The other day, I received an email from a wife who told me that her husband had been having a two month affair with a coworker that she had recently found out about. Of course, she was shocked, confused, and hurting. But, to make matters even more confusing for her, the husband had been asking to return to the marriage -- fully committed to saving it, and making all sorts of promises to make this right and to make all of this up to her. At first glance, this all sounded good to the wife but of course she had nagging doubts. She asked me: "why exactly do men come back to their wives after an affair? Is it because they've been caught? Is it because the other woman has broken things off? Is it because they realize that the grass isn't always greener on the other side of the fence? What is it?"
In truth, it can be all of these things, but more commonly, it's something a little more deeper and complicated than those things. I'll explain this more in the following article.
An Affair Or Cheating Is Often A Plan That Seems Good At The Time Which is Later Exposed To Be What It Truly Is - A Terrible Mistake: This truth is often hard for women to understand because our thinking is much different, but often an affair is a man's attempt to deal with issues or problems with his self esteem. I know this both from research and from the large amount of married men who visit my blog and write to me about the huge mistake that they made when they cheated.
And, most of them will say that they don't know what in the world they were thinking and that they should have approached their wives because their mistake altered her life forever. But the story they tell is one where they were feeling doubtful or bad about themselves. They were under stress or in a slump or worried about aging or feeling as though they were a failure or on their way down rather than on their way up.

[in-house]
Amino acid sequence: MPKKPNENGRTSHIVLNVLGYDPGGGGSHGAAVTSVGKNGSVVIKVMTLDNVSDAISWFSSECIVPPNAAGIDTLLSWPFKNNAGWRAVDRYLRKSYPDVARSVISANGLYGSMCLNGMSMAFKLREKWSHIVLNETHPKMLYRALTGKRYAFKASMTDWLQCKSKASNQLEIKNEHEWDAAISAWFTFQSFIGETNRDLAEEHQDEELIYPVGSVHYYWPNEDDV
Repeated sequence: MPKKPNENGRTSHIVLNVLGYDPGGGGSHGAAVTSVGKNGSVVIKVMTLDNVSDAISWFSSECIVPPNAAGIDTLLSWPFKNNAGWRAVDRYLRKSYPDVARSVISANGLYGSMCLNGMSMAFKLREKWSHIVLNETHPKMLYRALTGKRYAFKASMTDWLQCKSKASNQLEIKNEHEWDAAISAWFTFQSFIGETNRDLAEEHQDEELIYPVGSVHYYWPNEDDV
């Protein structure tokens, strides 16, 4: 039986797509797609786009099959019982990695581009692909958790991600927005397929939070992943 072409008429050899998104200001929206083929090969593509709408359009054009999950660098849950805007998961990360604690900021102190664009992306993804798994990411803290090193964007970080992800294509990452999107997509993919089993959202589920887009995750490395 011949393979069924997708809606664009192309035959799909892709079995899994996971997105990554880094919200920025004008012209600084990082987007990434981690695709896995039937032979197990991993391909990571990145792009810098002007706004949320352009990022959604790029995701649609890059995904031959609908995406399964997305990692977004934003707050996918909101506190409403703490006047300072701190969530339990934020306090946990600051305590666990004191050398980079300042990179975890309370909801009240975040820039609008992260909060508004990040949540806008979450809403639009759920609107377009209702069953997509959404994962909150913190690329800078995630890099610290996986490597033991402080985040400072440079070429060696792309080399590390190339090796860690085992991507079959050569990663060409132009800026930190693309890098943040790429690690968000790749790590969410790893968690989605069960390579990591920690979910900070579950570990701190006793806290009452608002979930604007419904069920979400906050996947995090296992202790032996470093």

Most will tell themselves that the cheating is only going to be a one time or fleeting thing which will make them feel better or relieve some of their stress and that no one will need to be hurt by this because no one will need to find out. Of course, the plan almost never turns out this way. People do find out. People are deeply hurt. And soon, the hard reality is impossible to ignore. The affair has only made the husband's problems much worse. He still has all of the insecurities, doubts, and stress, but now he's damaged his marriage and hurt someone that he was supposed to protect.
And guess what? Now his already struggling self esteem takes an even bigger hit. Not only does he not feel any better, but now things have gone from bad to worse. His terrible mistake is exposed. He can not undo the damage and his vulnerability and stupidity is exposed for all to see.
Men Who Cheated Often Return To Their Wives Because They Want Their Life Back: As I said, it often doesn't take too long for it to become apparent that there were very serious flaws in the husband's thinking. This is about the point where he panics and beats himself up and starts muttering phrases like: "how could I have been so stupid? What it the world was I thinking?" And this is often the point where he'd love to take everything back but realizes that he can't.
No, he can't take it back. But, if he is able to convince you that he's sorry and if he promises to make things right and to work with you on saving the marriage, then maybe, just maybe, he can have his old life back. Because it's now very clear to him that he had no idea how good he really had it. The trick of course (and this is a very tall order) is to convince you, his wife, of this. Because you're not likely to truly believe much of what he says at this point.
Setting Boundaries And Getting What You Need To Let Him Back In: Many wives write to me and admit that they want to save their marriages but they also admit that they just don't trust what their husband is saying. This is completely understandable. You'd be silly and self destructive to do this and even if you could swing it, you'd still likely have doubts that would plague you.
So, it's important to define exactly what it's going to take to restore your trust and to gain your cooperation and then to speak up. Because if you don't ask for this, then you may well not get it. And, in not getting it, you're setting yourself up for failure. If you want or need him to go to counseling, ask that he does. If you want reassurance and transparency, then demand that you get it. If you want to be alone for a while, then ask him to give you space. In short, you are in the driver's seat here and you don't have to trust him or give him your cooperation until he in turn has given you what you need to begin the healing.